It’s simple. Pleasanteeism doesn’t work for the same reason that putting someone on seven twelve-hour shifts a week is a recipe for diminishing returns. Constant pressure wears people down. And make no mistake, constantly filtering your reactions to hide your true feelings is one of the worst forms of pressure.
Anyone who’s ever seen Pixar’s Inside Out can tell you that bottling up negative emotions only makes them come back stronger. You can push them down again, but eventually, something has to give.
Unfortunately, that something often tends to be a person’s mental wellbeing. If an animated kid's movie can encapsulate that message, then full-grown managers should be able to comprehend it.
It's not just mental symptoms like memory loss and self-esteem issues. Suppressing negative emotions can also adversely affect physical health too, as shown by this literature review from 2019.
This supports prior research which found that people who bottle up their emotions are at 30% higher risk of premature death, and 70% increased risk of cancer. On top of that, they’re also more at risk of diabetes and heart disease. Unfortunately, this just continues the long-running tradition of people not taking poor mental health seriously until it has a quantifiable physical impact, or even results in death.
How to minimise the impact
So, what is pleasanteeism good for?
Absolutely nothing. So, with that in mind, here are some practical tips for overcoming pleasanteeism and minimising its impact in your workplace:
Make flexibility accessible
One thing that makes re-adjusting to normal working lives is that some things were genuinely improved by being able to work from home. As shown by Buffer’s annual reports, almost 100% of remote workers want to continue with it. Offering remote positions or taking a hybrid approach can help ensure that employees are not only productive, but genuinely content.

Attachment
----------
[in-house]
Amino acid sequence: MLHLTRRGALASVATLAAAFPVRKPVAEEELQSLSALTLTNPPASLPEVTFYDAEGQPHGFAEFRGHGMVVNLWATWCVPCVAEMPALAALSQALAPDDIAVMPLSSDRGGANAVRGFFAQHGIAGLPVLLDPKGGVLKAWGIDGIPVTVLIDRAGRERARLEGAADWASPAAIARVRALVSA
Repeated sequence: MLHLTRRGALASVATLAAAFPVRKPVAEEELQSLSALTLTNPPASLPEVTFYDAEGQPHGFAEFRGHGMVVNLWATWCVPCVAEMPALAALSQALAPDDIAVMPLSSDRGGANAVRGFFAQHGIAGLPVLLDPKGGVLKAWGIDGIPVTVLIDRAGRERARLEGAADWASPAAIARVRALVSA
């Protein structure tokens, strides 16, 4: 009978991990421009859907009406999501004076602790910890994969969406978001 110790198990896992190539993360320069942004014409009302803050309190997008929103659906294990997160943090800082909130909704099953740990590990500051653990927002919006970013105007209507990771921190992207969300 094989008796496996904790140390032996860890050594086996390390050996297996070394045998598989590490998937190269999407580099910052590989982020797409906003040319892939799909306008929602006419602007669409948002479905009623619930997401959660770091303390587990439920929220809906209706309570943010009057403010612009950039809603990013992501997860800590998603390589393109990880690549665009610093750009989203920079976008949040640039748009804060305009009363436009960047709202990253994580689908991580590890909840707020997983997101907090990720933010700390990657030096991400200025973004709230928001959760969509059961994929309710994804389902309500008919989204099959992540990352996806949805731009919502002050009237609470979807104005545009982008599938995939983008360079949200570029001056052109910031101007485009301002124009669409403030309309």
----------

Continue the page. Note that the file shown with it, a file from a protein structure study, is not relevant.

Invest in mental health education
General ignorance is one of the biggest reasons that people are prone to ignoring the signs of poor mental health in favour of quick-fix pleasanteeism. The only way around this is by investing in employee education.
You have to ensure that people have access to knowledge resources. That way, you can help them understand their own mental wellbeing, and that of their colleagues. This will ideally prevent employees from ignoring their own issues, while ensuring that people are supportive to one-another.
Encourage self-care and lead by example
Pleasanteeism in your business is a major problem. Your employees are worried about receiving judgement and backlash for prioritising their own wellbeing. It’s not enough just to encourage people to look after themselves. Unless you lead by example, people may assume that you don’t necessarily mean what you say.
For example, you should make a point of letting yourself leave early every so often. And you should be sure to remind your team that they can do the same.
We could keep listing tips all day, but this article’s long enough as it is. You can do everything you like to try and discourage pleasanteeism. But, in workplaces that treat employees like machines, as long as we don’t realise that everyone has off days, then pleasanteeism will always exist. Overcoming it is about challenging the basic assumptions we make every day about the people around us.